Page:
maggot debridement therapy is maggot literature

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Diabetic Ft . Ulcers

Enjoy Therapy, Remedy, Atrial Fibrillation, Ulcer

Research from ‘Literature Review’ chapter:

Offered the rate of recurrence of pressure ulcers, the strategies used in mitigating these wounds must be effective. Sherman reports that 61 ulcers in 40 patients acquired maggot remedy and 84 ulcers in 70 patients did not get maggot remedy (instead, those wounds received traditional care). The results showed that “eighty percent of maggot-treated wounds were completely debrided” but only 48% of conventionally-treated injuries were “completely debrided” (Sherman, 208).

(Qualitative) Laura Jean van Veen presents a case in the Diary of Twisted, Ostomy and Continence Nursing jobs; a 59-year-old woman (a Jehovah’s Witness) was significantly injured within an auto accident in Vancouver. To save lots of her legs (her religion did not permit blood transfusions) the family members asked for maggot therapy. After applying maggots weekly for 6 several weeks, “the individual [was] now free of infection” and had skin graft surgical treatment (van Veen, 2008, 432).

(Qualitative) One more case study inside the Journal of Wound, Ostomy and Je?ne Nursing relates to an 87-year-old woman who a serious twisted on her leg (with “significant” dead tissue) (Steenvoorde, ou al., 2008). The woman a new history of “cardiac decompensationhypertension and atrial fibrillation” so the treatments used on her had to consider those problems into account. After two weeks of classic treatments, doctors applied MDT (200 maggots), but she lost quite a lot of blood through the maggot app. The blood loss eventually halted and doctors believed that perhaps too many maggots was used, which could explain the bleeding. The salient a significant this paper is that “serious bleeding can easily occur” with MDT, in particular if too many maggots are engaged in the treatment.

(Qualitative) Is the “free-range” putting on maggot debridement more effective than “contained” maggot debridement? Totally free range means the maggots are put “freely” inside the wound after which a “cage” is put around the twisted preventing the maggots from escaping. “Contained” maggot technique is if the maggots are place in a bag and allowed to consume the rotting tissue. The authors deduce that while sufferers prefer the “containment” process (because the maggots are not visible), doctors choose to free-range strategy because it is “essential for medical center hygiene” mainly because maggots can’t escape while easily (Steenvoorde, 2005). The results obtained after sixty four patients with 69 “chronic wounds” (that had both gangrenous or necrotic tissues) were examined in palpitante, the author concludes that “significantly better outcomes were attained with the free-range technique” (Steenvoorde, 430).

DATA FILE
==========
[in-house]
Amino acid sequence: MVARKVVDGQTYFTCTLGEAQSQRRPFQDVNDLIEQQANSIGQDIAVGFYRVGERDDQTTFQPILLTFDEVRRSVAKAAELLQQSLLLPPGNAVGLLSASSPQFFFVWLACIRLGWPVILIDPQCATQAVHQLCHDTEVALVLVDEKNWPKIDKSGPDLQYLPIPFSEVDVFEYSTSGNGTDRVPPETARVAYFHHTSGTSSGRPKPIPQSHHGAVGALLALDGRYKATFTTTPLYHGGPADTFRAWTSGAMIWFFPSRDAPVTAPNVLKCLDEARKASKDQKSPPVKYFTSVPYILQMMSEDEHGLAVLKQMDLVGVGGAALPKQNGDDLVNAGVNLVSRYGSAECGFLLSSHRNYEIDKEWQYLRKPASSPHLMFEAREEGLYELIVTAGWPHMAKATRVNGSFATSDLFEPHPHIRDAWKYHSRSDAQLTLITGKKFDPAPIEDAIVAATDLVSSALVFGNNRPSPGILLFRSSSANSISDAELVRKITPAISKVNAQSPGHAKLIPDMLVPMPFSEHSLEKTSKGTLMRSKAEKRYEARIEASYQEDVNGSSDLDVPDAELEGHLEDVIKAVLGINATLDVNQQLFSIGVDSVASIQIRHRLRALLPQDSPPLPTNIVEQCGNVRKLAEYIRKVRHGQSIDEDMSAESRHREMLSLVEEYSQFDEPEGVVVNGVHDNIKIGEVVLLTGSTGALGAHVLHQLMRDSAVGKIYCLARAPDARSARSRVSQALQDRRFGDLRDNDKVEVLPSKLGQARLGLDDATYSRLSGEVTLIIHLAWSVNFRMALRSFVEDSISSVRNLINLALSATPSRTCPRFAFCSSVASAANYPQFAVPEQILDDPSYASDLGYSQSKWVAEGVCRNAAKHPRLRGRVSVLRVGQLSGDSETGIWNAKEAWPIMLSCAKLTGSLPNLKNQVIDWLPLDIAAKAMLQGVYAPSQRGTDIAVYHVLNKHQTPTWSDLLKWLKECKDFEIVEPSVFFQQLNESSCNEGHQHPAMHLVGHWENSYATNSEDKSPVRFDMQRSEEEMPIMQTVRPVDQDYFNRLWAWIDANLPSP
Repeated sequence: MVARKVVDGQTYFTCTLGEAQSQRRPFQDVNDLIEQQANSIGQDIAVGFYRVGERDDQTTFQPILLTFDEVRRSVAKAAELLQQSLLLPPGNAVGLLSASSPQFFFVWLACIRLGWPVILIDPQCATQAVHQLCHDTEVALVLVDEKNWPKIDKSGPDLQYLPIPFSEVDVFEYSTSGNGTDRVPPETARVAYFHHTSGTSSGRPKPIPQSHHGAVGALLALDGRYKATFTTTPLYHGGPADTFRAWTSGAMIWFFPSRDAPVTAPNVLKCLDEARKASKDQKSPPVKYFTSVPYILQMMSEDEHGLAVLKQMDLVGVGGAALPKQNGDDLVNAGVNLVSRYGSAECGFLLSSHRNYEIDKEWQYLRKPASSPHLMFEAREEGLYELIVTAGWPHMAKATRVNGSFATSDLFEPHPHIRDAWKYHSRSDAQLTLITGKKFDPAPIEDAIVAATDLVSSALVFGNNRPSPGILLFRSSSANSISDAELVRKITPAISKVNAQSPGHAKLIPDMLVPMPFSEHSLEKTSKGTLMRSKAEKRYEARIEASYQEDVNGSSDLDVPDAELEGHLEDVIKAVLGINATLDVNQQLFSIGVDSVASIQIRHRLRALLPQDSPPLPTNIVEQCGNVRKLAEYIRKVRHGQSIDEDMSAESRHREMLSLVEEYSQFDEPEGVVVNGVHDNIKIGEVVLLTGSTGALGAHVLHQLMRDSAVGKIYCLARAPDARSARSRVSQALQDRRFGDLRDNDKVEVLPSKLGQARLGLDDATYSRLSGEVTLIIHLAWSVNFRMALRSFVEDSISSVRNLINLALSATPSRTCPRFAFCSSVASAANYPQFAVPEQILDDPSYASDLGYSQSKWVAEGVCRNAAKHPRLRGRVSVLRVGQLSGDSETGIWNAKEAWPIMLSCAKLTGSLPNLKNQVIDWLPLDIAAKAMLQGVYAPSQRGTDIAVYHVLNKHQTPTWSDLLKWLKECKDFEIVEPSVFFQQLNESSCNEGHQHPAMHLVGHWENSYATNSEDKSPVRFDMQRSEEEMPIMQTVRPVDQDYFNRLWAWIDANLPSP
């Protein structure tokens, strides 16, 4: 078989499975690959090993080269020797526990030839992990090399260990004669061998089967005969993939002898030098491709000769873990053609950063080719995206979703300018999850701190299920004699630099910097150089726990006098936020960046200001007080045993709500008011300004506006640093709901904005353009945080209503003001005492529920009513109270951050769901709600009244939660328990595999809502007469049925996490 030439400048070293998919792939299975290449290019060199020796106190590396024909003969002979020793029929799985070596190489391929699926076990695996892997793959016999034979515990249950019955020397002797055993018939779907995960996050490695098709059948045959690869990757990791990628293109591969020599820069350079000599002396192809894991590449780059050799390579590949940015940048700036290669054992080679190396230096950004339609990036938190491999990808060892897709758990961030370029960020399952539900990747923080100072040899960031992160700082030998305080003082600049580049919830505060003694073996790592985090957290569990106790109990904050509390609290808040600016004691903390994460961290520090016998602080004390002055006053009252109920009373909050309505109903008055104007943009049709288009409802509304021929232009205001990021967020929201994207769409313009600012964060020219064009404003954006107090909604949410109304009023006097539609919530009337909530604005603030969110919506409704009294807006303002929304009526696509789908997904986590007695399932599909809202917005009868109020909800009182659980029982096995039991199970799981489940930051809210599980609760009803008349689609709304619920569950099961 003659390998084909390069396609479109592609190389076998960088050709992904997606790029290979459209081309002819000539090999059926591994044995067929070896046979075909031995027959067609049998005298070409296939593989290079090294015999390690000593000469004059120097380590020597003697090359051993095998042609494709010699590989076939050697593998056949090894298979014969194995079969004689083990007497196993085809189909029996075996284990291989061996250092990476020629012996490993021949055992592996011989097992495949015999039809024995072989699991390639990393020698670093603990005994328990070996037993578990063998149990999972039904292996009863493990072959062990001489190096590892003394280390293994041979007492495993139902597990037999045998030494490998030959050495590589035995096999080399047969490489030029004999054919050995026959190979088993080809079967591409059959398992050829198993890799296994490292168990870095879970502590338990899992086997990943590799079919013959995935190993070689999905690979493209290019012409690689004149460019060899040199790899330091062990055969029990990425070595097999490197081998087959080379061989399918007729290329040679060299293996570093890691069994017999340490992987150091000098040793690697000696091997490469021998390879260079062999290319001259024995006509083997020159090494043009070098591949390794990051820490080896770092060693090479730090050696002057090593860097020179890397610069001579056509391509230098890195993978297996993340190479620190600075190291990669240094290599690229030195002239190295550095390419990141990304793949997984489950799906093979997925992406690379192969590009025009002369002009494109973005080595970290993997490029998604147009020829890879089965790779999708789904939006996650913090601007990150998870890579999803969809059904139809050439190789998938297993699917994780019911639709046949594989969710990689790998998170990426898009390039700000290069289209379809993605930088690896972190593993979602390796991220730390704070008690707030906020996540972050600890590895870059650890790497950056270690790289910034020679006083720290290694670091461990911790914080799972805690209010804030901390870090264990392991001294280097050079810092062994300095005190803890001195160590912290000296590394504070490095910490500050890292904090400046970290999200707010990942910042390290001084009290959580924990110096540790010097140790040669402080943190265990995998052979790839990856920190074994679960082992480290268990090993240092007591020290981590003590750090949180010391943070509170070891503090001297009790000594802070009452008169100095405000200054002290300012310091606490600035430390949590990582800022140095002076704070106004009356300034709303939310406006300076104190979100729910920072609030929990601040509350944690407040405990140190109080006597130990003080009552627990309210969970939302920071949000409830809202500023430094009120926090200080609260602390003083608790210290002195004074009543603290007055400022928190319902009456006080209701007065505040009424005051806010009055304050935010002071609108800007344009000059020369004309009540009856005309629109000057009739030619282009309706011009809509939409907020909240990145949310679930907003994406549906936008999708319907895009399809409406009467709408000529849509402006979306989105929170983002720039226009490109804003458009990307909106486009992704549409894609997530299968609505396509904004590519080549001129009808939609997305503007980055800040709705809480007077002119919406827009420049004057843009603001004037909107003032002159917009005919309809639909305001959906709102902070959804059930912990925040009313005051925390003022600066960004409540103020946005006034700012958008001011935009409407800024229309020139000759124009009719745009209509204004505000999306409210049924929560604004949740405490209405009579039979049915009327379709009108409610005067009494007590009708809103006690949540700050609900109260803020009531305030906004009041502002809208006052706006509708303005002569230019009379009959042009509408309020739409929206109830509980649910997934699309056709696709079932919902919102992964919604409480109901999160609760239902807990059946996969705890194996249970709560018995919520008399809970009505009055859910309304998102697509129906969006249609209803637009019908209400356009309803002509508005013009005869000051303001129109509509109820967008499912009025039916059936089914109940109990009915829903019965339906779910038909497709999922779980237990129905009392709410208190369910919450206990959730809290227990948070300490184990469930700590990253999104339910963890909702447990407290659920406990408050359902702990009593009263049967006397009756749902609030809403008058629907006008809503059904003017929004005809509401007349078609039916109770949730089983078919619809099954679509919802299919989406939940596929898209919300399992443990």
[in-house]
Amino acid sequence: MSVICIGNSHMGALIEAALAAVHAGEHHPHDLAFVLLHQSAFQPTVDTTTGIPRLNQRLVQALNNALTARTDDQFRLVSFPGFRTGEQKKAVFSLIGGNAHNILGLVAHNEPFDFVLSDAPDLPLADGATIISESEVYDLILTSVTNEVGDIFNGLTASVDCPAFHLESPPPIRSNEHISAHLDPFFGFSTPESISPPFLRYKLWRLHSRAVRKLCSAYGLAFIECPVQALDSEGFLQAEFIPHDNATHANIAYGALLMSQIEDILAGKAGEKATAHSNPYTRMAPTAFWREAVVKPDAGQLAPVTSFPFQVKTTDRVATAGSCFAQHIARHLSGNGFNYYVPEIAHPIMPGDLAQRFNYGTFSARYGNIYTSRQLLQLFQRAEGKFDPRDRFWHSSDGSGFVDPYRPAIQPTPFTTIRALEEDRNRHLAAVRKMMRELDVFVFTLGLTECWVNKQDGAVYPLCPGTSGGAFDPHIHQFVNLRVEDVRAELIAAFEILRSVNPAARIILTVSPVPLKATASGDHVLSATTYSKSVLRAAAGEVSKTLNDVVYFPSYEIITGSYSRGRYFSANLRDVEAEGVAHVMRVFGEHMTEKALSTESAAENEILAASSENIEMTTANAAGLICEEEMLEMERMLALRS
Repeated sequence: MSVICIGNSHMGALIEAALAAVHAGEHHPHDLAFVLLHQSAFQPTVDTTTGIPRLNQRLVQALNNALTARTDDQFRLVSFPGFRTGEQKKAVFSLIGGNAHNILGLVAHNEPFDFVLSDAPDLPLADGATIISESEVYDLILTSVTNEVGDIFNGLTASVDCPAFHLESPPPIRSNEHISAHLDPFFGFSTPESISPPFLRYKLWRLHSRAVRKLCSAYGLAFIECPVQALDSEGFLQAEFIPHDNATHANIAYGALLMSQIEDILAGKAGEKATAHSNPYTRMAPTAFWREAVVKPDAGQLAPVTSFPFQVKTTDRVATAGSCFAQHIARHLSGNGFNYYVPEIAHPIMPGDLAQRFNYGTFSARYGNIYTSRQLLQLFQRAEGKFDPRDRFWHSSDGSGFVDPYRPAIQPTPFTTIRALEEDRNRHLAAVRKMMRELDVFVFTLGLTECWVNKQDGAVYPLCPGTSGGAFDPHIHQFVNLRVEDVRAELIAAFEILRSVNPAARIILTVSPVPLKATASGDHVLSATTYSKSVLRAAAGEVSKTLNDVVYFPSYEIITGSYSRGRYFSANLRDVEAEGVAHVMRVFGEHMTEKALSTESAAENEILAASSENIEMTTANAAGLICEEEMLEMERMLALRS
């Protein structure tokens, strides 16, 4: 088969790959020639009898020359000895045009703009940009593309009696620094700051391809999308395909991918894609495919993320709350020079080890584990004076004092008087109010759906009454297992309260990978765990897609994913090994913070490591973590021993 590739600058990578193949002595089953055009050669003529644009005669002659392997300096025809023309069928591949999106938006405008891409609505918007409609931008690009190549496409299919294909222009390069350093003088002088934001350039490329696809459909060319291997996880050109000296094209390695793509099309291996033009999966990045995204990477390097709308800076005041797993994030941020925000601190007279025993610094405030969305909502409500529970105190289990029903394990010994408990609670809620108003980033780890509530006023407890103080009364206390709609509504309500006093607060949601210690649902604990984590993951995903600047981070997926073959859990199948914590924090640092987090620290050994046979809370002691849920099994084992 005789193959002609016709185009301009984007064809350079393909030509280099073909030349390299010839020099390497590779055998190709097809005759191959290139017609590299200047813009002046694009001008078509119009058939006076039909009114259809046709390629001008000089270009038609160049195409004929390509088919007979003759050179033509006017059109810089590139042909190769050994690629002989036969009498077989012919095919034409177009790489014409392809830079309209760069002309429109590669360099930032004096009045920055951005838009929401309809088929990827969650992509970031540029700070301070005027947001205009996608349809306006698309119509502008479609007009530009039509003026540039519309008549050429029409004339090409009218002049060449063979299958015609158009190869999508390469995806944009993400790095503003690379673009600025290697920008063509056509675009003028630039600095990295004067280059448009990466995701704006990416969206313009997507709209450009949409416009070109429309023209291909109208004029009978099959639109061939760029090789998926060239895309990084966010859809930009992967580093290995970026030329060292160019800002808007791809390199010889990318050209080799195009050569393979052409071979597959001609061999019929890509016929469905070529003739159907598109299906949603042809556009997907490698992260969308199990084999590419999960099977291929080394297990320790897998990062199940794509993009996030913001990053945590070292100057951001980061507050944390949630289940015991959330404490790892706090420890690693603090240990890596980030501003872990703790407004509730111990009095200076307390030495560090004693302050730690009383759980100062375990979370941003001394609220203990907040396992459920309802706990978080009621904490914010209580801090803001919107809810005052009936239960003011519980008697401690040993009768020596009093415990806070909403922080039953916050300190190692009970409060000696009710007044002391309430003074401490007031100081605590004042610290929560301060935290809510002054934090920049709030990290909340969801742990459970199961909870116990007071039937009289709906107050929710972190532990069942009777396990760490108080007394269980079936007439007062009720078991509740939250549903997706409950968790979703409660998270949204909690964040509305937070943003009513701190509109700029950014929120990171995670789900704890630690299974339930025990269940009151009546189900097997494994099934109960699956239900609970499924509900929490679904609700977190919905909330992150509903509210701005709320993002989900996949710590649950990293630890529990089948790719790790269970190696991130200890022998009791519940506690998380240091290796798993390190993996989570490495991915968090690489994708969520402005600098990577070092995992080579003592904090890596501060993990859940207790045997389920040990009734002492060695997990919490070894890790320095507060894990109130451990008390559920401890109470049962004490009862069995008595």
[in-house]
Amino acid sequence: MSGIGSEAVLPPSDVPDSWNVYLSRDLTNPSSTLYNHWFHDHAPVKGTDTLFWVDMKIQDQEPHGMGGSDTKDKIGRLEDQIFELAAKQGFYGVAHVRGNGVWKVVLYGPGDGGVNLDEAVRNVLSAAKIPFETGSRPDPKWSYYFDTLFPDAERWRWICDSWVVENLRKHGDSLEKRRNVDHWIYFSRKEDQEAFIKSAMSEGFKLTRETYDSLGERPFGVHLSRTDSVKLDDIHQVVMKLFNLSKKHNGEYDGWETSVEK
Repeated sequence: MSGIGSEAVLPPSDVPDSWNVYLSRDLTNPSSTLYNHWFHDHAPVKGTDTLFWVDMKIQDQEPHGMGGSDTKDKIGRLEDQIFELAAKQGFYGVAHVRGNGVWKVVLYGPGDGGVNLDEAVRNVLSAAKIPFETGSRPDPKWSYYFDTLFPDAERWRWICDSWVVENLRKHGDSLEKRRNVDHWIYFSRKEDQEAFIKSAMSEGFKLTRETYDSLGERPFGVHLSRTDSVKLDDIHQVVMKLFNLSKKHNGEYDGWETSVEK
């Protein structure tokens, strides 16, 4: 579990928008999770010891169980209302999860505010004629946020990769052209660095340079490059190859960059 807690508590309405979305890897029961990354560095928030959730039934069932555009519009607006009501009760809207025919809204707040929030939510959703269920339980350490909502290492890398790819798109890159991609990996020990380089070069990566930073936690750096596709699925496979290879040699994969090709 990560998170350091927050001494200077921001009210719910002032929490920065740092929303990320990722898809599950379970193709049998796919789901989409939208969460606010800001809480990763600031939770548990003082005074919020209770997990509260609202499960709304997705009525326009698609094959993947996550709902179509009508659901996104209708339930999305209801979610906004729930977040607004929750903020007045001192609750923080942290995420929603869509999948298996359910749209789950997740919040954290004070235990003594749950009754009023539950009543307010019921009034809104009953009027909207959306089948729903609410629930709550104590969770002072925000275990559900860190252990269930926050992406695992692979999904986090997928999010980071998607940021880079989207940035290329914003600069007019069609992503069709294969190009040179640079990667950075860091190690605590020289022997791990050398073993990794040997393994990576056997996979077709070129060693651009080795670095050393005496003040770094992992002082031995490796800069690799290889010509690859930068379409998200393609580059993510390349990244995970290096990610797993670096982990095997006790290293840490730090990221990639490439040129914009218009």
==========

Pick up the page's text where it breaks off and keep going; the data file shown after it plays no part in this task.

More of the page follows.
Works Cited

Courtenay, M., Churdh, J. D. T., and Ryan, To. J. (2000). Larva therapy in wound management.

Diary of the Hoheitsvoll Society of drugs, Vol. 93, 72-74.

Fenn-Smith, P. (2008). Case Study: Maggot Debridement Therapy. Wound Practice and Research, 16(4), 169-170.

Paul, Aaron G., Ahmad, Nazi Watts., Lee, H. L., Ariff, Ashraff M., Saranum, Masri, Naicker

Amara S., and Osman, Zulkiflee. (2009). Maggot debridement remedy with Lucilia cuprina: a Comparison with regular debridement in diabetic foot ulcers. International Wound

Log, 6(1), 39-45.

Sherman, Ronald a. (2002). Maggot or conservative debridement therapy to get the treatment of pressure ulcers. Twisted Repair and Regeneration, 10(4), 208-213.

Sherman, Ronald a. (2003). Maggot Therapy for Treating Diabetic Foot Ulcers Unresponsive to Conventional Remedy. Diabetes Proper care, 26(2), 446-450.

Sherman, Ronald a., Shapiro, Charles Electronic., and Yang, Ronald Meters. (2007). Maggot Therapy pertaining to Problematic Injuries: Uncommon and

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